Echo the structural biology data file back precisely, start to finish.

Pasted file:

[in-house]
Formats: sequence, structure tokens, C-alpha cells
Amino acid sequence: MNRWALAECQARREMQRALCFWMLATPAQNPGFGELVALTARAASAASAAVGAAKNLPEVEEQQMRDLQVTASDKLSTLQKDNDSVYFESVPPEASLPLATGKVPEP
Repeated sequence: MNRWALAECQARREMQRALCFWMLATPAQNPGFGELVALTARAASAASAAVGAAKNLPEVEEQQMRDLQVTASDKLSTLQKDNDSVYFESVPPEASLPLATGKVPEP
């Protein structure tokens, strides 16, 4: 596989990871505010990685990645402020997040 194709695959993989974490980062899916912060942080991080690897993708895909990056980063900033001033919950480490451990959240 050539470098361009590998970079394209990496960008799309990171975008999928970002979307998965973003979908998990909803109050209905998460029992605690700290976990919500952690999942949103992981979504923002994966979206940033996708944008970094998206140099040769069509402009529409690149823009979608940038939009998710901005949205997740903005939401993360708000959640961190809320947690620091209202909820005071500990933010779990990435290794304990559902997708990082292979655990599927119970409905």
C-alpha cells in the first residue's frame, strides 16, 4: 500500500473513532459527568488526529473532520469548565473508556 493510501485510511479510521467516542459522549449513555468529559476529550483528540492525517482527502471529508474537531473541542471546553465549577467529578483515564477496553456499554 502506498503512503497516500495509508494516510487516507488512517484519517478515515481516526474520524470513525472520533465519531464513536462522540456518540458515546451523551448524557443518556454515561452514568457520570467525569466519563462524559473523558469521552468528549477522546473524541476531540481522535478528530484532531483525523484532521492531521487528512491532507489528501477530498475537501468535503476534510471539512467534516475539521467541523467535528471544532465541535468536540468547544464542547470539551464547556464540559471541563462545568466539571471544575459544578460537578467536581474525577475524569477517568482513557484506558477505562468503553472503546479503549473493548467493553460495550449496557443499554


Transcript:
[in-house]
Formats: sequence, structure tokens, C-alpha cells
Amino acid sequence: MNRWALAECQARREMQRALCFWMLATPAQNPGFGELVALTARAASAASAAVGAAKNLPEVEEQQMRDLQVTASDKLSTLQKDNDSVYFESVPPEASLPLATGKVPEP
Repeated sequence: MNRWALAECQARREMQRALCFWMLATPAQNPGFGELVALTARAASAASAAVGAAKNLPEVEEQQMRDLQVTASDKLSTLQKDNDSVYFESVPPEASLPLATGKVPEP
């Protein structure tokens, strides 16, 4: 596989990871505010990685990645402020997040 194709695959993989974490980062899916912060942080991080690897993708895909990056980063900033001033919950480490451990959240 050539470098361009590998970079394209990496960008799309990171975008999928970002979307998965973003979908998990909803109050209905998460029992605690700290976990919500952690999942949103992981979504923002994966979206940033996708944008970094998206140099040769069509402009529409690149823009979608940038939009998710901005949205997740903005939401993360708000959640961190809320947690620091209202909820005071500990933010779990990435290794304990559902997708990082292979655990599927119970409905």
C-alpha cells in the first residue's frame, strides 16, 4: 500500500473513532459527568488526529473532520469548565473508556 493510501485510511479510521467516542459522549449513555468529559476529550483528540492525517482527502471529508474537531473541542471546553465549577467529578483515564477496553456499554 502506498503512503497516500495509508494516510487516507488512517484519517478515515481516526474520524470513525472520533465519531464513536462522540456518540458515546451523551448524557443518556454515561452514568457520570467525569466519563462524559473523558469521552468528549477522546473524541476531540481522535478528530484532531483525523484532521492531521487528512491532507489528501477530498475537501468535503476534510471539512467534516475539521467541523467535528471544532465541535468536540468547544464542547470539551464547556464540559471541563462545568466539571471544575459544578460537578467536581474525577475524569477517568482513557484506558477505562468503553472503546479503549473493548467493553460495550449496557443499554